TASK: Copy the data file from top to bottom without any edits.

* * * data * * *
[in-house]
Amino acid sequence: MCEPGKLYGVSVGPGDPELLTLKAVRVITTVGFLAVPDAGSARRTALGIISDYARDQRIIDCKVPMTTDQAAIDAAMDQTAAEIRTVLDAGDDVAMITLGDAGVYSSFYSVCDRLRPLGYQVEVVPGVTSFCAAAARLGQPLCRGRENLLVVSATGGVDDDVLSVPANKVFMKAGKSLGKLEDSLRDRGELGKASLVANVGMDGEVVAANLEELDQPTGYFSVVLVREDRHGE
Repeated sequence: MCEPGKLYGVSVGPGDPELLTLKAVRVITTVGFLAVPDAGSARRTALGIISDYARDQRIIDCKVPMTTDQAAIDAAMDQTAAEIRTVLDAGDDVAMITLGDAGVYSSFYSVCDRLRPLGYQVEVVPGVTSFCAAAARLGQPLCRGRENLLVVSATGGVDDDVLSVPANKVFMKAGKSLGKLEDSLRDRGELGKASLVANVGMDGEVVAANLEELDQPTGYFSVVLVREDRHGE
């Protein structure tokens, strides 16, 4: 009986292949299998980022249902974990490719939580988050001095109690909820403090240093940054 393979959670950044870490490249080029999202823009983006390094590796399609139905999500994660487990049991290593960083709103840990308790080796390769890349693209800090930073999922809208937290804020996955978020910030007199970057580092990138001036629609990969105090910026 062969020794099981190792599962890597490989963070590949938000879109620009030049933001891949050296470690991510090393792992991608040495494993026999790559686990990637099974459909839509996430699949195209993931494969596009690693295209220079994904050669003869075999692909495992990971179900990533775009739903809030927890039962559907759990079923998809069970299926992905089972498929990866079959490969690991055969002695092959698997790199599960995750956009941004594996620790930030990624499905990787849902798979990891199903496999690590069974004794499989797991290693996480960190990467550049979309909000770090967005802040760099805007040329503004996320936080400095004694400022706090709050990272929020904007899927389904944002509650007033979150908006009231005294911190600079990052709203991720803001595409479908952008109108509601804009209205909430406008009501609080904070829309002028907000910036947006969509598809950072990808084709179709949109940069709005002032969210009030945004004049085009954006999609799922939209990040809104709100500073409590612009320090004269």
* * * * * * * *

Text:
[in-house]
Amino acid sequence: MCEPGKLYGVSVGPGDPELLTLKAVRVITTVGFLAVPDAGSARRTALGIISDYARDQRIIDCKVPMTTDQAAIDAAMDQTAAEIRTVLDAGDDVAMITLGDAGVYSSFYSVCDRLRPLGYQVEVVPGVTSFCAAAARLGQPLCRGRENLLVVSATGGVDDDVLSVPANKVFMKAGKSLGKLEDSLRDRGELGKASLVANVGMDGEVVAANLEELDQPTGYFSVVLVREDRHGE
Repeated sequence: MCEPGKLYGVSVGPGDPELLTLKAVRVITTVGFLAVPDAGSARRTALGIISDYARDQRIIDCKVPMTTDQAAIDAAMDQTAAEIRTVLDAGDDVAMITLGDAGVYSSFYSVCDRLRPLGYQVEVVPGVTSFCAAAARLGQPLCRGRENLLVVSATGGVDDDVLSVPANKVFMKAGKSLGKLEDSLRDRGELGKASLVANVGMDGEVVAANLEELDQPTGYFSVVLVREDRHGE
């Protein structure tokens, strides 16, 4: 009986292949299998980022249902974990490719939580988050001095109690909820403090240093940054 393979959670950044870490490249080029999202823009983006390094590796399609139905999500994660487990049991290593960083709103840990308790080796390769890349693209800090930073999922809208937290804020996955978020910030007199970057580092990138001036629609990969105090910026 062969020794099981190792599962890597490989963070590949938000879109620009030049933001891949050296470690991510090393792992991608040495494993026999790559686990990637099974459909839509996430699949195209993931494969596009690693295209220079994904050669003869075999692909495992990971179900990533775009739903809030927890039962559907759990079923998809069970299926992905089972498929990866079959490969690991055969002695092959698997790199599960995750956009941004594996620790930030990624499905990787849902798979990891199903496999690590069974004794499989797991290693996480960190990467550049979309909000770090967005802040760099805007040329503004996320936080400095004694400022706090709050990272929020904007899927389904944002509650007033979150908006009231005294911190600079990052709203991720803001595409479908952008109108509601804009209205909430406008009501609080904070829309002028907000910036947006969509598809950072990808084709179709949109940069709005002032969210009030945004004049085009954006999609799922939209990040809104709100500073409590612009320090004269």